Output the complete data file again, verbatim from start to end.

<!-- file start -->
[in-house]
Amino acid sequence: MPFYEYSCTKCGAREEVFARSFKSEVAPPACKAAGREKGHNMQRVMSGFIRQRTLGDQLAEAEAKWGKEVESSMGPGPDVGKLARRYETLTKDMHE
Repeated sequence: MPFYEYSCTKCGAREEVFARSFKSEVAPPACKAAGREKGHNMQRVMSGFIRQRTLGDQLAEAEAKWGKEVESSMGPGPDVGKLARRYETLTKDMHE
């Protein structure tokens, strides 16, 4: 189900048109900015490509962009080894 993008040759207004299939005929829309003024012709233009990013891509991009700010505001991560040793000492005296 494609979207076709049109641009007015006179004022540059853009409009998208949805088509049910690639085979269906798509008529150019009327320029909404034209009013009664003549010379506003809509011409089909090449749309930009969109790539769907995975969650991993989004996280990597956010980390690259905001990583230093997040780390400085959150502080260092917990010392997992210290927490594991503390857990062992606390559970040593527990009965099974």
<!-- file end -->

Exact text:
[in-house]
Amino acid sequence: MPFYEYSCTKCGAREEVFARSFKSEVAPPACKAAGREKGHNMQRVMSGFIRQRTLGDQLAEAEAKWGKEVESSMGPGPDVGKLARRYETLTKDMHE
Repeated sequence: MPFYEYSCTKCGAREEVFARSFKSEVAPPACKAAGREKGHNMQRVMSGFIRQRTLGDQLAEAEAKWGKEVESSMGPGPDVGKLARRYETLTKDMHE
């Protein structure tokens, strides 16, 4: 189900048109900015490509962009080894 993008040759207004299939005929829309003024012709233009990013891509991009700010505001991560040793000492005296 494609979207076709049109641009007015006179004022540059853009409009998208949805088509049910690639085979269906798509008529150019009327320029909404034209009013009664003549010379506003809509011409089909090449749309930009969109790539769907995975969650991993989004996280990597956010980390690259905001990583230093997040780390400085959150502080260092917990010392997992210290927490594991503390857990062992606390559970040593527990009965099974």